Where are the Garmin Replacements? 645, 245, 745, 1030 & What Might Be In Them

L-to-R Suunto Spartan, 935, 5s, Epson 810

We’ve obviously had the 920XT replaced by the 935 and the Fenix 3 replaced by the Fenix 5. What about the other Garmin sports watches?

The summer gadget drought is upon us. Next upon us will probably be the Edge 1030 and Vector 3 probably announced a few weeks ahead of the INTERBIKE show which starts on 20th September. So let’s say Tuesday 12th September for an announcement (that really is a guess).

However I want to dwell a little more on these:

  1. Will the 630 (r. October 2015) be upgraded with only optical HR to become a 635 (A: no!)
  2. Will the 630 (r. October 2015) be upgraded more significantly to a 635 or 645. If so, how so? (A: yes!)
  3. Will the 235 (r. October 2015) be upgraded to a 245? If so, how so?
  4. Will the 735XT (r. May 2016) be upgraded to a 745XT? If so, how so? and, maybe, why?

clickable

Again my favourite chart to the right showing which devices WILL be upgraded to CIQ2.x through new watch versions.

One option for Garmin is to degrade and rename the 735XT. By that I mean, through firmware, they take away the multisport options and voila! you have a CIQ2.x-enabled 245 or 645 – or whatever you want to call it. From a firmware/hardware point of view that is probably along the lines of what will happen. Really, though, I’m not so interested in the mechanics behind it. I want to see what’s new for you guys (and me) ie new features.

Garmin 735XTJust because something, effectively, supports the new ‘app store version’ isn’t a headline selling point in my opinion. So what is?

Headline selling points need to be ‘big topics’. Adding optical HR IS a big topic, like the Polar M430, but that is market-following rather than market-leading. Remember the original release of the MIO Link/Garmin 230? those were market-leading products in that respect.

I can only think of 3 ‘significant’ areas of innovation that will provide a relatively broad appeal to specific SPORTS market segments (there may well be more than 3). These are

  1. Onboard Music – this is following the likes of TomTom and Polar/AW2. Suunto even questioned users about the inclusion of music functionality recently (credit: @MarkusGietzen). It’s no secret.
  2. NATIVE Running With Power – this is following what Polar and Suunto have already done. This would be either good news for STRYD or bad. Bad news if Garmin also produce a pod. I had heard about a new Garmin POD collaboration with an Indian startup called BOLTT which I thought was linked to a Garmin running power pod but I do NOT now think that’s the case and it’s really a re-jig of the old Garmin pods. Such a product with native power support is likely, initially, only going to appeal to triathlete and a small section of relatively high-end, gadget-focussed runners (ie me 😉 ). To be clear: many Garmins currently support STRYD but via STRYD’s free CIQ apps.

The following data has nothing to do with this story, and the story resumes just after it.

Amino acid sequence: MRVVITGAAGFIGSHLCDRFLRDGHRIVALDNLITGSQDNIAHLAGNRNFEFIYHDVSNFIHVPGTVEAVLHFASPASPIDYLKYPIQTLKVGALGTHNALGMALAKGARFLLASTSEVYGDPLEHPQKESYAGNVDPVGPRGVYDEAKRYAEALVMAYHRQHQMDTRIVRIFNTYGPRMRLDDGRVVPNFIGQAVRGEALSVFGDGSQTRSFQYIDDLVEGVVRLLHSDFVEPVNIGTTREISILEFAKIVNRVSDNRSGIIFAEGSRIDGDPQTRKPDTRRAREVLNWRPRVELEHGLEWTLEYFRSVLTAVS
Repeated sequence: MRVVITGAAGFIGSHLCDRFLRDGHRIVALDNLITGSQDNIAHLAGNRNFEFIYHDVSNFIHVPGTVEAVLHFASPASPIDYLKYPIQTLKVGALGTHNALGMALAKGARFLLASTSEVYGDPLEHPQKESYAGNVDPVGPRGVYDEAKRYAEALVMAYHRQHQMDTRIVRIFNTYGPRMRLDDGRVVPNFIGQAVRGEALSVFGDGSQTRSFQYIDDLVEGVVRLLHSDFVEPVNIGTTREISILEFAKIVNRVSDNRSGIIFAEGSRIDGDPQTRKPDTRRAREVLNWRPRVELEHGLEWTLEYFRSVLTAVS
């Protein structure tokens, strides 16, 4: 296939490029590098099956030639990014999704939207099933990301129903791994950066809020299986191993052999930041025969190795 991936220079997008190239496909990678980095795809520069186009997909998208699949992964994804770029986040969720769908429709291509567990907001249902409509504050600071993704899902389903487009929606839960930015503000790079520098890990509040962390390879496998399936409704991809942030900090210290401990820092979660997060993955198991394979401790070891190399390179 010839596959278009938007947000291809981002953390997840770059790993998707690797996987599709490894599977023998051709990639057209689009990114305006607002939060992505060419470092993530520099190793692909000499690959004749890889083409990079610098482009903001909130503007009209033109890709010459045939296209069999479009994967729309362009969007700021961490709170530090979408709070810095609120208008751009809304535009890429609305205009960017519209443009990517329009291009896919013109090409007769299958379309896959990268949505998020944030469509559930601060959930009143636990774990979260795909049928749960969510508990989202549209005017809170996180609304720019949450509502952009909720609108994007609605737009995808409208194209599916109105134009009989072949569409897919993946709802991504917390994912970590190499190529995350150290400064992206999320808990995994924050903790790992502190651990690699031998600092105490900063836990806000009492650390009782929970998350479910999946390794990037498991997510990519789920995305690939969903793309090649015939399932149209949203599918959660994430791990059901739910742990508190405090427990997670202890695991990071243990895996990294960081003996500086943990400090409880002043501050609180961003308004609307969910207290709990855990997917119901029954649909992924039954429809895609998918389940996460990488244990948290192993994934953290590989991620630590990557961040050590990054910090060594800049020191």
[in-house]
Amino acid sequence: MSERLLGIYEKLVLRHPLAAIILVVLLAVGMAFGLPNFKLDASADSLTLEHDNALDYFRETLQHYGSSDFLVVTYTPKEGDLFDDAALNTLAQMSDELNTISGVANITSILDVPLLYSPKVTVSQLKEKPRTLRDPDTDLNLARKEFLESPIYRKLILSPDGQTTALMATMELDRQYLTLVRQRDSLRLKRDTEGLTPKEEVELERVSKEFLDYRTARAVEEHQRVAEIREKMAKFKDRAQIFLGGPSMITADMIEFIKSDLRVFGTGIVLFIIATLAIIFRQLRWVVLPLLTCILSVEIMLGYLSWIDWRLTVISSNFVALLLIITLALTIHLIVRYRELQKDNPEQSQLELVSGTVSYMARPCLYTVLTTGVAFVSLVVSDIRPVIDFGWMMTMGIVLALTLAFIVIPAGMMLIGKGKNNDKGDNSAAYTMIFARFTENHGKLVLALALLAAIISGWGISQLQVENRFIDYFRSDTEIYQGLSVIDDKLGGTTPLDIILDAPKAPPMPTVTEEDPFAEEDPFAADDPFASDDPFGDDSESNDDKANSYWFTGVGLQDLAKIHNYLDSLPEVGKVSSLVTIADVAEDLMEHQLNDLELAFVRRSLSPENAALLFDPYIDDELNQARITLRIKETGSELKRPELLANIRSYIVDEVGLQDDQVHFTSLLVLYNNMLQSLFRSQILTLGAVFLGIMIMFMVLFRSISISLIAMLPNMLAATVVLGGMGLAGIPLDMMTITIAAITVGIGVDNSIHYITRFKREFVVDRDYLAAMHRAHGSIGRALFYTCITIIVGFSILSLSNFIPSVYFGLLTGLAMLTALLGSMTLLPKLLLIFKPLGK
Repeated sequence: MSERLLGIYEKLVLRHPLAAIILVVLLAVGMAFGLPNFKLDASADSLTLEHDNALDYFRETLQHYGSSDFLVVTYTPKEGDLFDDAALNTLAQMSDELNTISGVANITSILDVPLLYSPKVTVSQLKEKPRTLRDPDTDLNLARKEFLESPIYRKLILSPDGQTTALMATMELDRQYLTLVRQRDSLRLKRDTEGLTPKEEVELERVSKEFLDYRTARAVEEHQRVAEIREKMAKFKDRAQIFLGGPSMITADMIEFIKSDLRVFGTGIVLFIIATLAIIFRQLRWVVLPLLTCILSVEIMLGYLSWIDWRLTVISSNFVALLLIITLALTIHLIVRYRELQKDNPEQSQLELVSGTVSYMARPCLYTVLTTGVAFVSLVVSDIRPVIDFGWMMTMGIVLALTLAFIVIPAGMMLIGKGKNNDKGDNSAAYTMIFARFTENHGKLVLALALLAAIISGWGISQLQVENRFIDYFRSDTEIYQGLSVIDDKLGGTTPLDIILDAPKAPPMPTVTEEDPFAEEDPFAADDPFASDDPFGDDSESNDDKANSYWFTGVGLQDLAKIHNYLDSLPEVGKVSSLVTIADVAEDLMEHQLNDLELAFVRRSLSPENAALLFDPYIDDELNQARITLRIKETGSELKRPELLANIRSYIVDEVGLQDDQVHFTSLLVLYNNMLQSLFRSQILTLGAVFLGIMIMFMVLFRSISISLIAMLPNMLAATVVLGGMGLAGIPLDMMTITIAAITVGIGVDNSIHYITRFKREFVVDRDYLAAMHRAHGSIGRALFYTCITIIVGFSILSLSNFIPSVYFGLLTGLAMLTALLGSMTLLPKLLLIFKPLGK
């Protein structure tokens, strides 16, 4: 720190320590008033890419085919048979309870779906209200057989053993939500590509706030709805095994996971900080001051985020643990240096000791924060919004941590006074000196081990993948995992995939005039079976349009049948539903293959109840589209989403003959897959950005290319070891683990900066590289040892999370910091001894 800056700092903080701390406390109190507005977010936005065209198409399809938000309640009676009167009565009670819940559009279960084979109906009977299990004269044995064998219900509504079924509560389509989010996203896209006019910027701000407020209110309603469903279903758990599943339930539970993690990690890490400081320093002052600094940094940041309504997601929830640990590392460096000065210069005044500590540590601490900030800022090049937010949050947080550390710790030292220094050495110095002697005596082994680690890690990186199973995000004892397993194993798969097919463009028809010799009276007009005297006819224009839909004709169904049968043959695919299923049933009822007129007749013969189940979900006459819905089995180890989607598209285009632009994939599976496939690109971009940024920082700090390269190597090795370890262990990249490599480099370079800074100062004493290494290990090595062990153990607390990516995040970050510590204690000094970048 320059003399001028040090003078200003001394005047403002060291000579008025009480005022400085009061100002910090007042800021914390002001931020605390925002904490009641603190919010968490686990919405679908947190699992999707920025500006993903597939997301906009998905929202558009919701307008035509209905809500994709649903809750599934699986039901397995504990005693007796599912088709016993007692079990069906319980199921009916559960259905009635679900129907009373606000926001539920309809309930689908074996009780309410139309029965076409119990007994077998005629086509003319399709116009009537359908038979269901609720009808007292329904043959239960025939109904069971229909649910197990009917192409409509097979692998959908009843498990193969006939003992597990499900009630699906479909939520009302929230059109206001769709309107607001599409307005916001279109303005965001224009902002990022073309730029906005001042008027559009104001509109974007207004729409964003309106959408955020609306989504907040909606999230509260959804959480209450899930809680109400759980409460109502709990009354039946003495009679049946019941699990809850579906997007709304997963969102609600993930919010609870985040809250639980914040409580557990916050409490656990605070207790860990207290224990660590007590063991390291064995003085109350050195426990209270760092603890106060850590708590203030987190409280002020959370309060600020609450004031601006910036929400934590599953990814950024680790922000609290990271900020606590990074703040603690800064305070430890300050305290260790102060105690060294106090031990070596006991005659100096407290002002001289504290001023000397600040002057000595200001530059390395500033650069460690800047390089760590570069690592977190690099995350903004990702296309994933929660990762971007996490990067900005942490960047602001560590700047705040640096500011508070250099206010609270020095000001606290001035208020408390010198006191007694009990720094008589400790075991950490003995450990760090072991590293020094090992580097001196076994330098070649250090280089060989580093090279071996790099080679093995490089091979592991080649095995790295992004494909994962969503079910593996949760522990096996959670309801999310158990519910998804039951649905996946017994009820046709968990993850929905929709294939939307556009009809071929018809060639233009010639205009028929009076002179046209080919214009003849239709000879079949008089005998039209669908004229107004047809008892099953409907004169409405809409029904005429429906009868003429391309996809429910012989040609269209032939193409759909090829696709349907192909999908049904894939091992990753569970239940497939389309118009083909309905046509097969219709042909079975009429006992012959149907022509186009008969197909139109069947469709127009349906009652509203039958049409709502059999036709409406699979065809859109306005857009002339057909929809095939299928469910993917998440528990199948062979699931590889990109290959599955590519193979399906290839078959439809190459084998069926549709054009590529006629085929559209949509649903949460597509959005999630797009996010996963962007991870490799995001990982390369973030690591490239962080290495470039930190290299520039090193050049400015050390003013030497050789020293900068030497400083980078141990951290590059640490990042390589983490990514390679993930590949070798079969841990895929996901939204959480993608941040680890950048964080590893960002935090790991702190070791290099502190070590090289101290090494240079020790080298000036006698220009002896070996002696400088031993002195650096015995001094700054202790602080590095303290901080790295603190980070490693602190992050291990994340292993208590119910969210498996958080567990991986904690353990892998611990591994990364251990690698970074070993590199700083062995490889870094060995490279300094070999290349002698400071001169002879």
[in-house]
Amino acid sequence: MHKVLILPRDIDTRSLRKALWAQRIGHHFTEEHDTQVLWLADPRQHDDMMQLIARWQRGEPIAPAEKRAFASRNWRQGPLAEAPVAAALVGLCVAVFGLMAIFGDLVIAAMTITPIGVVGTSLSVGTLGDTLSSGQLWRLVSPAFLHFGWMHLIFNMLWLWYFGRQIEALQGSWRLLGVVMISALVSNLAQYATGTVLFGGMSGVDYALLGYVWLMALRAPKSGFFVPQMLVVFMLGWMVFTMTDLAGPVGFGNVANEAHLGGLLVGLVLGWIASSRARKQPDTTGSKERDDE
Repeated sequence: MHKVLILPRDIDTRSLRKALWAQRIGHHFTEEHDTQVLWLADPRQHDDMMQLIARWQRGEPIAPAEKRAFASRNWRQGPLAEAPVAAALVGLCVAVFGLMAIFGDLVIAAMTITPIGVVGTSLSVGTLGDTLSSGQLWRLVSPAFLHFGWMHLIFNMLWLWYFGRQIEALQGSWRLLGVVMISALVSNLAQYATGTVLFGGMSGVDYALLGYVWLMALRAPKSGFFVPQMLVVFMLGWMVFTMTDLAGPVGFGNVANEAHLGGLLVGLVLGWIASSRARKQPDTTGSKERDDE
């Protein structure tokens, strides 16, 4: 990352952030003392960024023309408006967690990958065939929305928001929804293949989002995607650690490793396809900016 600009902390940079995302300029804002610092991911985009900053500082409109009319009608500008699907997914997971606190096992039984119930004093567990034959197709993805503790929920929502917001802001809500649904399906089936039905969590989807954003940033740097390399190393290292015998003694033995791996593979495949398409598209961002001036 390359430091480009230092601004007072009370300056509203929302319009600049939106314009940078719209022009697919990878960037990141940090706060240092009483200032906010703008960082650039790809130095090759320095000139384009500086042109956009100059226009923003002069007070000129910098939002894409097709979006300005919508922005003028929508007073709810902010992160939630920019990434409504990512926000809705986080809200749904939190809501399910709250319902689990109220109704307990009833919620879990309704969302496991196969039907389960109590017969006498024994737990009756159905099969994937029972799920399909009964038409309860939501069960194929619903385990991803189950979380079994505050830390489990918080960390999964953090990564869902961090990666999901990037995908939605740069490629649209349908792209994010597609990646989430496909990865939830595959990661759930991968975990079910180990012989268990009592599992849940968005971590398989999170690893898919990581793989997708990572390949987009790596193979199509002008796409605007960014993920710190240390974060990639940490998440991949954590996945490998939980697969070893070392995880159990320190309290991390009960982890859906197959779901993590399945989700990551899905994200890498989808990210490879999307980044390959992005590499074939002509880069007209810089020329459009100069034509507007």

3. In-workout intelligent coaching – I’m envisaging something here that would take Polar Flow’s excellent online running plans to a whole new level of interactivity during your exercise…and on a Garmin sports watch 😉 Your watch would know your physiological goal for that workout and guide you towards it for example by increasing target pace or increasing recovery time between intervals or lower HR on longer runs. This would be technically hard to properly and precisely achieve BUT Garmin work with Firstbeat who already do much of what is required. The downside here though is trust. I just don’t know what kind of runner would really trust their technology more than their paper plan that they downloaded for free from this site (see menus above – or elsewhere!!). I’m making that comment seriously, even though it sounds a bit sarcastic. 12 weeks of your life training for an event is a LOT of personal commitment, you REALLY have to trust the plan to follow it.

Other areas of innovation: So I’m specifically excluding maps and navigation for runners (F5/AW2). Although I get the feeling that maps/nav is a growing ‘need’ especially for new adventurers; I don’t think the need is really that big YET. I’m also excluding all the existing and clever Firstbeat physiological stuff that’s in the Fenix 5/935. It’s REALLY clever technically BUT it’s not really consumer-focussed properly by Garmin to make it important in the watch buying process – anaerobic TL/TE…so what? Do your mates know what it means? I’m also excluding technical connectivity as a differentiator…I think we all expect that by now and if a watch is connected to a specific website via an app then that’s worth a ‘shrug’ rather than getting my credit card out (again) just for that.

The difficulty comes in the complexities of the marketing messages that Garmin must then deliver. Most of you reading this are probably, like me to some degree, in that we look at the tech quite a bit. But you have to admit that it really is difficult to clearly differentiate and explain all of Garmin’s models to your average buyer (this is where one of you comments below and sums it up in 6 words).

Summary of What Might Be (aka: Speculation + a tad of Common Sense)

  1. September: Edge 1030 (special battery + big screen buttons) + Vector 3 (broader cleat & cranks choice with better calibration…no pod)
  2. October: Forerunner 245 with Music (+oHR)
  3. October: Forerunner 645 with Music and Native Runner Power (+oHR)
  4. Forerunner 745XT (tri-lite): 2018

Must be time to start speculating about the Fenix 6 by now? (Joking)

Post Script:

Native running power would likely be rolled out at a similar time to the 935/Fenix – assuming the same code base is behind them all.

However I don’t see music making it to the 935. If the hardware supports it, I suppose the Fenix 5 might benefit from that feature as it is the ‘flagship model’. (I know it’s the same hardware/software in both F5/935).